Wednesday, 1 May 2013

Power of the Daleks

And so the Doctor Who world was changed forever, as William Hartnell said goodbye to the role he’d play for over three years, his face melted on screen into Patrick Troughton, and to start the new Doctor off they brought in the Daleks. Quite a logical step really.
Patrick Troughton in the stove-pipe hat.

Patrick Troughton’s first story saw a big jump in the ratings, mostly thanks to the Daleks. I am not convinced by his Doctor though, it was all a bit bizarre. There’s an entire scene in the first episode where he speaks with his recorder (which gets a fair work out in this story) and quite frankly it’s all a bit wobbly. This does mimic regeneration I guess, and the story itself is excellent. As good as any William Hartnell story.
The plot is well-layered with many different subplots going on, with interesting characters that develop and change throughout the story. It’s not just a Dalek story, it’s the story of an Earth colony on the planet Vulcan (with Mr Spock nowhere to be seen) who are living in a place full of mercury swamps. Quite a different sort of world.
Robert James and Bernard Archard

There is a rebel group ready to rise up and take power, whilst the rather neurotic scientist Lesterson – play by Robert James – is only concerned with this giant capsule that has been dug up and what might be inside it. Yes, it’s very Quatermass the Pit, and a great springing off point for a Dalek story. As the Daleks inside the capsule are revived they make promises to Lesterson they don’t intend on keeping. Lesterson’s assistant Janley (Pamela Ann Davies) decides to use the Daleks to help the rebels take over.
Meanwhile, Bragen (Bernard Archard) has manoeuvred himself the role of Acting Governor. The Daleks have fooled everyone and have been constructing a Dalek army that turns on everyone and only the Doctor can stop them in the end.

There are a host of themes running through the story – the main message being ‘when you fight among yourselves you leave yourself vulnerable.’ An so the colony was almost wiped out by the Daleks. It’s a nicely intricate plot that is different from most of the stories in the Hartnell era. It’s got plenty of action and Daleks – with huge destruction and fights in the final episode, so the kiddies would have been kept happy. The only bad thing about this tale is that it no longer exists, although there are a surprising number of clips existing from episodes four and five.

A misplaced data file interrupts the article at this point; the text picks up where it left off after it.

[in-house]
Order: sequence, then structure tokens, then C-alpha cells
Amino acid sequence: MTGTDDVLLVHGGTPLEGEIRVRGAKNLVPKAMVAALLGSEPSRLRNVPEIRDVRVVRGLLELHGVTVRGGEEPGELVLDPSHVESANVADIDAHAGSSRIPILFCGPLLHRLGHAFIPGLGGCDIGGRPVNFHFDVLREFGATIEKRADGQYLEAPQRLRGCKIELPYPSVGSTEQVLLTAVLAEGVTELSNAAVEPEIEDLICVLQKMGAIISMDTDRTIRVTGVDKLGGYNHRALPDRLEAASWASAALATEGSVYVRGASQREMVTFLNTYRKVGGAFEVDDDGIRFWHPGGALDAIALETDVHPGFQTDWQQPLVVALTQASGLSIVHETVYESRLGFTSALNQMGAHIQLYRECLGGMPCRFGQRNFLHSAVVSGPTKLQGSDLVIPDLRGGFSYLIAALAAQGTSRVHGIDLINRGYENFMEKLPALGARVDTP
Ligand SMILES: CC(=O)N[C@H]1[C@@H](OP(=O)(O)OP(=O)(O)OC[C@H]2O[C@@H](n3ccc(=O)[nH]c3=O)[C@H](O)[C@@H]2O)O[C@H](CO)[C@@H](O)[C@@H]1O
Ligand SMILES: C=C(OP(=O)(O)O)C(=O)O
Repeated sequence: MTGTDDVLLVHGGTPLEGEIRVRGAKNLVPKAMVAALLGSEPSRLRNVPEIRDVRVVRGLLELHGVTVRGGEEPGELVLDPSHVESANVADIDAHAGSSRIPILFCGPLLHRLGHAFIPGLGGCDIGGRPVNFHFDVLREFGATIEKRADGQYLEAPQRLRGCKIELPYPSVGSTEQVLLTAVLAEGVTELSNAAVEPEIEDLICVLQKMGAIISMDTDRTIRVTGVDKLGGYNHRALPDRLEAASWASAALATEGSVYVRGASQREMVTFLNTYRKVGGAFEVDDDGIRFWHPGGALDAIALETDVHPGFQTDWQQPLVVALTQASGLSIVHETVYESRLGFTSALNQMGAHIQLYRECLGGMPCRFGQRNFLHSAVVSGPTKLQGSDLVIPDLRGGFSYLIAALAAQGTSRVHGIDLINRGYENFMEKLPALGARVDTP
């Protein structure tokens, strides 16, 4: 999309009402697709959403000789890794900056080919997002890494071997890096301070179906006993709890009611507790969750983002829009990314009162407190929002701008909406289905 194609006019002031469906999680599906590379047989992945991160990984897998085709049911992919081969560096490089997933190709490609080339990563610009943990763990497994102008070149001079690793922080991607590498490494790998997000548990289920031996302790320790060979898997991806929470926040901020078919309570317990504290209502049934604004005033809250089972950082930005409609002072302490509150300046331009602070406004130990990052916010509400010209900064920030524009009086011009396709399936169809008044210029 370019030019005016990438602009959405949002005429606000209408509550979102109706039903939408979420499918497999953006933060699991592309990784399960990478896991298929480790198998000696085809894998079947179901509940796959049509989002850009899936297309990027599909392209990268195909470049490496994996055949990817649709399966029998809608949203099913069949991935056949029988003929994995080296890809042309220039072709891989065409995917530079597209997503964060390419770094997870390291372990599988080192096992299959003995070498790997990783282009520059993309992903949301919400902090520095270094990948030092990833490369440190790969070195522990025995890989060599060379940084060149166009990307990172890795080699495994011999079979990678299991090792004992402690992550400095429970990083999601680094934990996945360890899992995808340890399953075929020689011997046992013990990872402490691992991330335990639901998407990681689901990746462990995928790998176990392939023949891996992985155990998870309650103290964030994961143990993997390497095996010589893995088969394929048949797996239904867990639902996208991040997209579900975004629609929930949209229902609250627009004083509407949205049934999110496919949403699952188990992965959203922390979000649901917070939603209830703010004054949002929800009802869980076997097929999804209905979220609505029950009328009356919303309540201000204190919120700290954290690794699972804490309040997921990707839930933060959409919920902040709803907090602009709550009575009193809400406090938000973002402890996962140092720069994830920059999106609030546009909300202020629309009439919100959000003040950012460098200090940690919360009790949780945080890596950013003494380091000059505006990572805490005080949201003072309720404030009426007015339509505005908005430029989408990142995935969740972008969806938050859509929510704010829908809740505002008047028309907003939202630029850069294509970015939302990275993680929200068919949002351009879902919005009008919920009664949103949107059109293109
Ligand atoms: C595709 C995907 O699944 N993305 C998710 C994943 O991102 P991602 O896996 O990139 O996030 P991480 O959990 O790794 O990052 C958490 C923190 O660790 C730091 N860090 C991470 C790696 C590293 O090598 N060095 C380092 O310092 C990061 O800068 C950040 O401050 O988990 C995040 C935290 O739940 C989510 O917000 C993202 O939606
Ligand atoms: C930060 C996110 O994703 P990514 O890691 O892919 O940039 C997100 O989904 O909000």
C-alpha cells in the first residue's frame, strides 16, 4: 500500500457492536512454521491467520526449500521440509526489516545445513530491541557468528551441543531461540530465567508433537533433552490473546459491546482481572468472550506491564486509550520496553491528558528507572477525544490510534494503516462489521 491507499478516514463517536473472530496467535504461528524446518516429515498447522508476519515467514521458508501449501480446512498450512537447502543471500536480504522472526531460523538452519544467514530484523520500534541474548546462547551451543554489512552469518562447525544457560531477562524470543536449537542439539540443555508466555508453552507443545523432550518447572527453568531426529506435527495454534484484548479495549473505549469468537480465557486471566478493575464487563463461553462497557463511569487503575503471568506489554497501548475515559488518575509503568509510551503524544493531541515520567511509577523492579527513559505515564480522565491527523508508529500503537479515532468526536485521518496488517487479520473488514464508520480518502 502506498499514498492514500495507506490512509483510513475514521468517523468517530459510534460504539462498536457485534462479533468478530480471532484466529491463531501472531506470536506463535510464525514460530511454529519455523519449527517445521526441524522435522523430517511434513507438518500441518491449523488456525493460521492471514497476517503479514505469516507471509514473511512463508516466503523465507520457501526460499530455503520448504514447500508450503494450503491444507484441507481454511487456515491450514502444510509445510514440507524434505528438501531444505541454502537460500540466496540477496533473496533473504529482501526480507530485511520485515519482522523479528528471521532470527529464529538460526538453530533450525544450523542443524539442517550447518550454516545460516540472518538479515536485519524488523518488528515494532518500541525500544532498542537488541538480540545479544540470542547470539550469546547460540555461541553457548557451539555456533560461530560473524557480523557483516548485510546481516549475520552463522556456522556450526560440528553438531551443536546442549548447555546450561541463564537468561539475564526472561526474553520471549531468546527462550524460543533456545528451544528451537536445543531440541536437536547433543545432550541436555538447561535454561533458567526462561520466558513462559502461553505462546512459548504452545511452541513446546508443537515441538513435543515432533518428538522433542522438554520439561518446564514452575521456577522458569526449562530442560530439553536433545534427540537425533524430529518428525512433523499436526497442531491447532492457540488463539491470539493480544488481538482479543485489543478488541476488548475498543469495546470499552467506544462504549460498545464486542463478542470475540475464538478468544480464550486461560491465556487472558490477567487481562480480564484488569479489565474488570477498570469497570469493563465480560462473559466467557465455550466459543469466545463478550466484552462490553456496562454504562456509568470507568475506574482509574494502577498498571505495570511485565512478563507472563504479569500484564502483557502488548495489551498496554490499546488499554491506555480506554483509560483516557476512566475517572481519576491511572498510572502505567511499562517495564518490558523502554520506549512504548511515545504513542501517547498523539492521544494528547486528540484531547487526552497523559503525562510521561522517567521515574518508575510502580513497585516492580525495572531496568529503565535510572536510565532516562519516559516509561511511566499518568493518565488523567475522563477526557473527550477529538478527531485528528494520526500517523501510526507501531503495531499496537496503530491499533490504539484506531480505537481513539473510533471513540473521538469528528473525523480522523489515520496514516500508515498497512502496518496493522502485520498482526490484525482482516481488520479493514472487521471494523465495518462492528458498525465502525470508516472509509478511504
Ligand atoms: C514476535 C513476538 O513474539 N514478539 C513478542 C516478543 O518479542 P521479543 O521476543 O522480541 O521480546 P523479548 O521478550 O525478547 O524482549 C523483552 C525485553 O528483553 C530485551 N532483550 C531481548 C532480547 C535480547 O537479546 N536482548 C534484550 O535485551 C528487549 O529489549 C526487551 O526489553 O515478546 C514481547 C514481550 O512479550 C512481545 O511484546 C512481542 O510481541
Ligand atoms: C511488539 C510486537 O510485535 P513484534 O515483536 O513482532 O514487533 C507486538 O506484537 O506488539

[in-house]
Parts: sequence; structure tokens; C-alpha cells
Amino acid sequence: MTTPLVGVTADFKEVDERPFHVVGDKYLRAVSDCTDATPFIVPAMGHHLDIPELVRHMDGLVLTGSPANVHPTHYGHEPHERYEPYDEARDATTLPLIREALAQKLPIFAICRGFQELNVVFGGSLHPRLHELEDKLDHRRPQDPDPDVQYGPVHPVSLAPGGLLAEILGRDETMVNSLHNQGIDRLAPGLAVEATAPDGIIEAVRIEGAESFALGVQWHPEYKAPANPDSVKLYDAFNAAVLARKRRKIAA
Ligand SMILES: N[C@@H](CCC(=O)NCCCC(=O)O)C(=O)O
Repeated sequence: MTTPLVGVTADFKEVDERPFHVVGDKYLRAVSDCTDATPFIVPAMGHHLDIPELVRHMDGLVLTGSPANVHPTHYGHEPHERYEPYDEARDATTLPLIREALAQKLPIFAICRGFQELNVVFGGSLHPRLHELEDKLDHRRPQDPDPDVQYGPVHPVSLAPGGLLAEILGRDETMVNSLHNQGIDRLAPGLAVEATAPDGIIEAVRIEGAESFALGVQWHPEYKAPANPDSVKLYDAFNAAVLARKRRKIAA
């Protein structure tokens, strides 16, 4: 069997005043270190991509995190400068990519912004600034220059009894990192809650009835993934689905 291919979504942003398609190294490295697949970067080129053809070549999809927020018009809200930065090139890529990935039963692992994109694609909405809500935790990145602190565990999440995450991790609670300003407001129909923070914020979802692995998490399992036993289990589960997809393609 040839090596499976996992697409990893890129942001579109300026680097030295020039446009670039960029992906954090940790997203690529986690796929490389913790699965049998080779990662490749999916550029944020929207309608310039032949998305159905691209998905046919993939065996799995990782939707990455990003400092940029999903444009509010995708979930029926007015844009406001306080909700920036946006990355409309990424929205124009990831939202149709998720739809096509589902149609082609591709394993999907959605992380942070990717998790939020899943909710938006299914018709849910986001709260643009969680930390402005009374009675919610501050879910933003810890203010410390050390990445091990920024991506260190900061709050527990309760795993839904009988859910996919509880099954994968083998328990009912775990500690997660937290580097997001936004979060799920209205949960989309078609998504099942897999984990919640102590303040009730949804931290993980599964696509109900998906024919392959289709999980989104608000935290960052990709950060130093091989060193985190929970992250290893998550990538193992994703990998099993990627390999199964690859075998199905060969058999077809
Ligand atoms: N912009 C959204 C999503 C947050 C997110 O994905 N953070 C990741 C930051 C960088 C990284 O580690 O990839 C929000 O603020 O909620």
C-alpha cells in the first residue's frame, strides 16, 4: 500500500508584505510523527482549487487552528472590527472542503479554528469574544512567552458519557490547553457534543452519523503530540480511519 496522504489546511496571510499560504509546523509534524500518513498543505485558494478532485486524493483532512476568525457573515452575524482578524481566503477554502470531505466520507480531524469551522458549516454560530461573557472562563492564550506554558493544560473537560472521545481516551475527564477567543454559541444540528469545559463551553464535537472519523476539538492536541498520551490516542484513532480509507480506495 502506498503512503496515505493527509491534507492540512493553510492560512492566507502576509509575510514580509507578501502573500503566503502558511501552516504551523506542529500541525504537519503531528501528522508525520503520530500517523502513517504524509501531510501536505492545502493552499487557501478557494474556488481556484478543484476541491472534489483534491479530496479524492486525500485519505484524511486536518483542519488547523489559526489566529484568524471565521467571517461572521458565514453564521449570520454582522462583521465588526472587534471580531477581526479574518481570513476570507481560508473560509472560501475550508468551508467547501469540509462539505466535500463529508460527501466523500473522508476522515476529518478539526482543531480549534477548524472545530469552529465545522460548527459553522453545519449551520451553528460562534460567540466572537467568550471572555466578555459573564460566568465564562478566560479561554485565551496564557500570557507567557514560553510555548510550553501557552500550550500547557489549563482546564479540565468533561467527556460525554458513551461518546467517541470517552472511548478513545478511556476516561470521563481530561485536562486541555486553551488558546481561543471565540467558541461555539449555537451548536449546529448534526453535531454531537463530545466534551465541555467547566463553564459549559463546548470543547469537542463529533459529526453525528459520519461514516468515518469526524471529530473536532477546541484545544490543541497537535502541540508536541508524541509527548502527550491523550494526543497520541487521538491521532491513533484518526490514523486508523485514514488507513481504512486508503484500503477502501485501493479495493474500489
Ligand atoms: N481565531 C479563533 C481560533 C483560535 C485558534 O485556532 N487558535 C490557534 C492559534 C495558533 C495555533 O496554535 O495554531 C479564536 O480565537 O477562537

The Doctor introduces Polly and Ben to the Daleks.
The recon is well done, but lacks the animated Daleks of early Dalek recons. Still, it’s better than nothing, and the story can be quite easily followed which is the main thing. The script was written by David Whitaker, the original script editor, but then changed by the man who replaced him in that role, Dennis Spooner. Spooner is not credited with this story however apparently a lot of the story is his. Having said that, it feels very different to any Hartnell story.
Ben (Michael Craze) and Polly (Anneke Wills) are serviceably but have very quickly become one-dimensional characters. Perhaps it was bound to happen but Ben is always angry and Polly, well, is caring and screaming most of the time. The new Doctor, as I mentioned, makes a shaky start, but saves the day in the end to great peril to himself. I understand the look is slowly going to change a bit losing the tall stove-pipe hat and the recorder won’t feature as prominently as it did in this story. He’s a bit like a kid in a sweet shop at times, and there was a feel or experimentation in the air. Hard for the audience to relate or connect with the Doctor in this story I feel.
The Daleks are very sly and clever, making a departure from them invading Earth, or as they appeared in their previous two stories, doing a lot of Doctor chasing. It’s nice that the Doctor knows how evil they are but no one is really willing to believe him. There’s an inevitability with that too which works nicely. You KNOW the Daleks are going to show their true colours at some point, and you wait with baited breath to see when it will happen.
Interestingly enough, this is the first story which is not four parts for a long time, since ‘The Daleks’ Masterplan’ in fact. This six-part adventure is the only one of more than four parts in a long sequence, as the next four stories are again all four parts.
Bernard Archard and Robert James deserve special mention for fine supporting roles, as does Nicholas Hawtrey as Quinn and Peter Bathurst as Hensell. The entire supporting cast did a find job on this one. In summary, although the new character of the Doctor is extremely questionable in this story, the story itself is a fine piece of 60s television indeed, and starts the first NEW Doctor off on the right foot. I regret that this blog doesn’t really explain why I think this was such a good story. Hence I give it only my second (I think) 9/10.

PS Apparently some of MY stories have been televisualised. Please come and watch one or two -
The Adventures of Professor Who

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